sepheronx wrote:kvs wrote:sepheronx wrote:
That aside, after looking at the only review of the Elbrus 4C through CNews.ru, I can safely say that the processor shows a lot of potential. The fact that it came close to competing against a Core i3 and i5, with having little to no real CISC processor development experience before, besides working on the Elbrus E2K core, has shown Russia is more than capable of producing a chip that can easily compete with the big players.
Baikal processors through Baikal electronics, subsidiary of T-Platforms may have a higher chance of being a direct competitor (and it will be good for MCST as they will have internal competition), due to the fact that T-Platforms (a major HPC making company) will be using these processors in the development of their cluster systems, which they seem to have a bigger access to the market than MCST as they have super computers built even in the USA. So in this case, T-Platforms Baikal processors (whenever they will end up showing up for sale), could very well be the basic market consumer processor, especially since ARM processors are making a huge push into the consumer market (good for a RISC processor).
The Elbrus CPU line is a competitor for Xeons and Opterons and should be deployed in Russia for scientific and engineering computing. T-Platforms should adopt this CPU instead of relying on Intel or AMD parts. Unfortunately, the Elbrus CPUs take a large performance hit when doing 64 bit floating point operations compared to 32 bit operations. This is the price of having a low power design with fewer transistors. MCST should release a variant that does not have this limitation and this does not require a ground-up redesign.
The Elbrus design has demonstrated that VLIW can work just fine and Russia has managed this feat. Intel tried VLIW with the Itanium line but has failed.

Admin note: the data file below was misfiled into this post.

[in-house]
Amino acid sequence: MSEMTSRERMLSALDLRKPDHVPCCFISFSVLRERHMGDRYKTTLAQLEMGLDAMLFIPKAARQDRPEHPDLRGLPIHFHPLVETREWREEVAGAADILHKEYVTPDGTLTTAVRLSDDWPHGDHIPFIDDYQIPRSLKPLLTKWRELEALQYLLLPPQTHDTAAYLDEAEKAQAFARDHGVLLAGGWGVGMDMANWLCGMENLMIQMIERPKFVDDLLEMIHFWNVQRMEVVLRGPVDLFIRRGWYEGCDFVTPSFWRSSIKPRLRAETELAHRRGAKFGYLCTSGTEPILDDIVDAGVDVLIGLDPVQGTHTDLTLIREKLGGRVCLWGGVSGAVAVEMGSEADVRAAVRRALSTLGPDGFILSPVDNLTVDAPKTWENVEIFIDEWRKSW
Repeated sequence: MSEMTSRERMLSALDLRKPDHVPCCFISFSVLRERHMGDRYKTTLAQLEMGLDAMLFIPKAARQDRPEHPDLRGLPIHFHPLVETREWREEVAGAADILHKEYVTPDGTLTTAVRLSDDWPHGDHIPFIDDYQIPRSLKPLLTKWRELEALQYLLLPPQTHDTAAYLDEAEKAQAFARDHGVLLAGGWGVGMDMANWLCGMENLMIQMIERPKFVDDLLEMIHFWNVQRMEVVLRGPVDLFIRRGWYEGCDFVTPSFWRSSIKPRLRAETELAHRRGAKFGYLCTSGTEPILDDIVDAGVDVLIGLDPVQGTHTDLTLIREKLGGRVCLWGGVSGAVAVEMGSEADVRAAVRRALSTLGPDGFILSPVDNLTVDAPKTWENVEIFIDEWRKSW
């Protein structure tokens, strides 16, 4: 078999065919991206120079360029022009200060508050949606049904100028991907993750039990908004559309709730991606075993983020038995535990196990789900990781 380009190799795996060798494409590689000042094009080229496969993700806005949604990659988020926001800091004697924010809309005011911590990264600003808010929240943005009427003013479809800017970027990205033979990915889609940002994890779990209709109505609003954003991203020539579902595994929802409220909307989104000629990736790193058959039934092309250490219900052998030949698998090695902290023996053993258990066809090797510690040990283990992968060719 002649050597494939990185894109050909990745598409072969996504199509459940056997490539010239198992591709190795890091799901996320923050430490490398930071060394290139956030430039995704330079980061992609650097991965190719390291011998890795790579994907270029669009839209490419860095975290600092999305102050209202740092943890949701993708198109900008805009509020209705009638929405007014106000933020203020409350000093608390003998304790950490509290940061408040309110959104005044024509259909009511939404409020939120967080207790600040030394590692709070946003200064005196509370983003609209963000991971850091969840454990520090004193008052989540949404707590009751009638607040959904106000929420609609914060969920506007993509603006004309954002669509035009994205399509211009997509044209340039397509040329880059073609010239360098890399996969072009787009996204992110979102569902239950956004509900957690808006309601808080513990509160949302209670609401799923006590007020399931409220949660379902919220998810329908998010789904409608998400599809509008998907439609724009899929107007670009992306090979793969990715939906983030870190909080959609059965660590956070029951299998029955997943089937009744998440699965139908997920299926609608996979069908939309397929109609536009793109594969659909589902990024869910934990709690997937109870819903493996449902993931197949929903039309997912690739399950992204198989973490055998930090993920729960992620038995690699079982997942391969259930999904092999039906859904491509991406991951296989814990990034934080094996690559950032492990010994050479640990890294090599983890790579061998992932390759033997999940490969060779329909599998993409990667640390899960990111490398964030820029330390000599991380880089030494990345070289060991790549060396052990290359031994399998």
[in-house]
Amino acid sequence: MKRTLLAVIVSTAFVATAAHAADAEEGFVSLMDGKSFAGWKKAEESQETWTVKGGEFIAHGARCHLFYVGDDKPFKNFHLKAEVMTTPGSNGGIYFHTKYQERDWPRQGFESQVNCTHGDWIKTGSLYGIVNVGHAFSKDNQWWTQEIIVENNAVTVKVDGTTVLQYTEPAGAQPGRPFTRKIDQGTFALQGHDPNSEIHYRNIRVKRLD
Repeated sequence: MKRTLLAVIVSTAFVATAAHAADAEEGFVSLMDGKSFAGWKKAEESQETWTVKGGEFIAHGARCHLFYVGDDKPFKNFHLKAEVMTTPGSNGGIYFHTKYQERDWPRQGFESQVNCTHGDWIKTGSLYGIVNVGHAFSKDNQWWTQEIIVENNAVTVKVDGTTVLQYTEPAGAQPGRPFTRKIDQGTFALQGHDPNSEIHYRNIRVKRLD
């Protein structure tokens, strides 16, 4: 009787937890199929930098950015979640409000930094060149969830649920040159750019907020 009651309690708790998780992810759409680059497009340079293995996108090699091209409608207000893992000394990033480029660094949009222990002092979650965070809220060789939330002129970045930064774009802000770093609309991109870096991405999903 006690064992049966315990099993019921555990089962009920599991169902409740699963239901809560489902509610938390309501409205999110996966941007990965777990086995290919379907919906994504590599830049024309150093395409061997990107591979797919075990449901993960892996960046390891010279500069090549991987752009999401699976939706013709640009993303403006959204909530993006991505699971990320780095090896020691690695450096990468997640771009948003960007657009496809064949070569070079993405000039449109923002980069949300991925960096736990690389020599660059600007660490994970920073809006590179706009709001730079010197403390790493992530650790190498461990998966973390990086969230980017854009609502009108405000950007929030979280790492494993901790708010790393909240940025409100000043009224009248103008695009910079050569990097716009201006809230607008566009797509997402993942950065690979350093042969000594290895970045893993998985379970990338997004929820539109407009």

Exactly. Problem with 64bit is that VLIW isn't native x86 thus it has to have a separate instruction for it. And thus, that is where the performance hit is (theoretically) compared to lets say Intel or AMD's since both of those are CISC (I had it wrong the whole time, thought Elbrus was CISC and not VLIW). That being said, I agree, they can indeed increase transistor counts significantly. I guess we will not know fully until when Elbrus 8C is shown. That said, am looking forward to see what it will be, as well, what the future holds after that. I know they want to move as well onto APU's. Now Baikal electronics is moving into RISC with its future ARM processor and any other processor afterwards.
I forgot to clarify the point about software. For science and engineering what one needs is a good Fortran 90 compiler and there are not that many useful off the shelf software packages. There are more commercial packages for engineering, but even there it is typical to resort to custom code. So the CISC vs. VLIW architecture differences are not a problem. Also, these days you cannot get far without a large amount of CPUs operating in parallel via MPI and to a lesser extend OpenMP. Russia needs to develop good clusters based on the Elbrus.
The Baikal CPU is based on the ARM architecture and is good for integer heavy business computing.
It was good to hear that Mikron has started producing the Elbrus-2S in Russia and has upgraded their equipment to produce 65 nm parts. The fabrication equipment was rated for 90 nm production initially. So Russia is developing, slowly, a proper microelectronics industry.